As we add force onto a spring, it will displace the same amount for each amount of force we add. This is true until the spring passes a certain point called the elastic limit. Robert Hooke discovered this theory back in 1660. Hooke's Law states: "If the applied forces on a body are not too large, the deformations resulting are directly proportional to the forces producing them." Which means, in actual human being language, if we load a spring past its elastic limit, it permanently deforms. It still provides a force against the load but the force is no longer proportional. If this happens, when we unload the spring (such as when we empty a magazine that has been over-loaded) the spring never returns to a state where it can provide the same load for the same amount of displacement.

Trust Us

When a magazine manufacturer designs a spring, they plan for a preload. The spring is already compressed some in the magazine. On the curve below, this would be Point A. The spring compression would be designed to be below the Elastic Limit. When fully compressed, the spring would be at Point B. If the spring is ever compressed past the elastic limit, say to Point C, it won't ever behave the same. Like a recalcitrant lazy Uncle, it will have a lower spring force for each amount of displacement. On the drawing, the spring would now cycle between points D and E. This means that -- particularly with the last bullet or two -- the force pushing the bullet up would be less and lo-and-behold, a mis-feed might occur.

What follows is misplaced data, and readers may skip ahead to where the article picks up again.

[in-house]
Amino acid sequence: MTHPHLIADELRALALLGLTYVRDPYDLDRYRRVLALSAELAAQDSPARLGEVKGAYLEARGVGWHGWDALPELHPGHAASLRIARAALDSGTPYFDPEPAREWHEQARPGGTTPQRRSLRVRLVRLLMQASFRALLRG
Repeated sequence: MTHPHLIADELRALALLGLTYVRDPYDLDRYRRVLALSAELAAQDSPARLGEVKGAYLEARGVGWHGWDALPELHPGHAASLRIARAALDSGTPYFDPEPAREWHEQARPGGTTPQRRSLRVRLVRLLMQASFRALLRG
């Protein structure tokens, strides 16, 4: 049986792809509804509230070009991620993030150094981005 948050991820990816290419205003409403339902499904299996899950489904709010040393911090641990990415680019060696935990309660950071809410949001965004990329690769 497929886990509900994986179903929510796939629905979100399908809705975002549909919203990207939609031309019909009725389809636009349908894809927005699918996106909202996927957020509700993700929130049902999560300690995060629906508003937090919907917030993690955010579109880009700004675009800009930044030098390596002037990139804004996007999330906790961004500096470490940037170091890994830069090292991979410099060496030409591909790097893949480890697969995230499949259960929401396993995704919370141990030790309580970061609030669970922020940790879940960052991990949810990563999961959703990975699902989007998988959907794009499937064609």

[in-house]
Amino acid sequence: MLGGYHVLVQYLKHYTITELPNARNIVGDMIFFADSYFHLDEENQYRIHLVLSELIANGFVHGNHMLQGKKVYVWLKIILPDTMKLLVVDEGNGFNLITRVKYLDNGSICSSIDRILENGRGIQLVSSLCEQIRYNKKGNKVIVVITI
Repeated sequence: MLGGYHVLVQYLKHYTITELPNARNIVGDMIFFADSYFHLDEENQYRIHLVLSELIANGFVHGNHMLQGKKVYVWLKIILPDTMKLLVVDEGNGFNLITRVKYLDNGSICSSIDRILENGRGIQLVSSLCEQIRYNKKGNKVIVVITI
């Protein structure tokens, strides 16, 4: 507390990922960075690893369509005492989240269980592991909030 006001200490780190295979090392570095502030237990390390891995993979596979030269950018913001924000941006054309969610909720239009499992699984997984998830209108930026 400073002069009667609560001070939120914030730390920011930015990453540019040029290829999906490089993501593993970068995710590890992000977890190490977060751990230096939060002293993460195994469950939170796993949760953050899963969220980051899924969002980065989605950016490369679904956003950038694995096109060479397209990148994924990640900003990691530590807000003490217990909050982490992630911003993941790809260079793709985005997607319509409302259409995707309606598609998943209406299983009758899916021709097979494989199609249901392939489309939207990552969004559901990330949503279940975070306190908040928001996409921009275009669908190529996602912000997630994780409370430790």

When somebody stretches your spring to "fix" your magazine, they are trying to get you back on the original curve. They may get pretty close, however, it's unlikely the spring will ever perform to its original design. The elastic limit is now shifted lower and your magazine spring may fail to perform fairly quickly.

Having said all this, if you have a magazine that isn't feeding right, what should you do? First, disassemble the magazine and clean it thoroughly. Then try it with new, factory ammunition in a freshly cleaned gun. This takes away some of the possible causes. If you are still having feed problems, send it back. Even the low cost, after-market magazine manufacturers will fix the problem at no cost to you other than shipping. If it's a magazine from the gun's manufacturer, let them troubleshoot and repair the problem. Otherwise, toss the mag. It's not worth risking your life to save a few bucks. And that's the truth.
Creep: The flow or plastic deformation of metals held for long periods of time at stresses lower than the normal yield strength.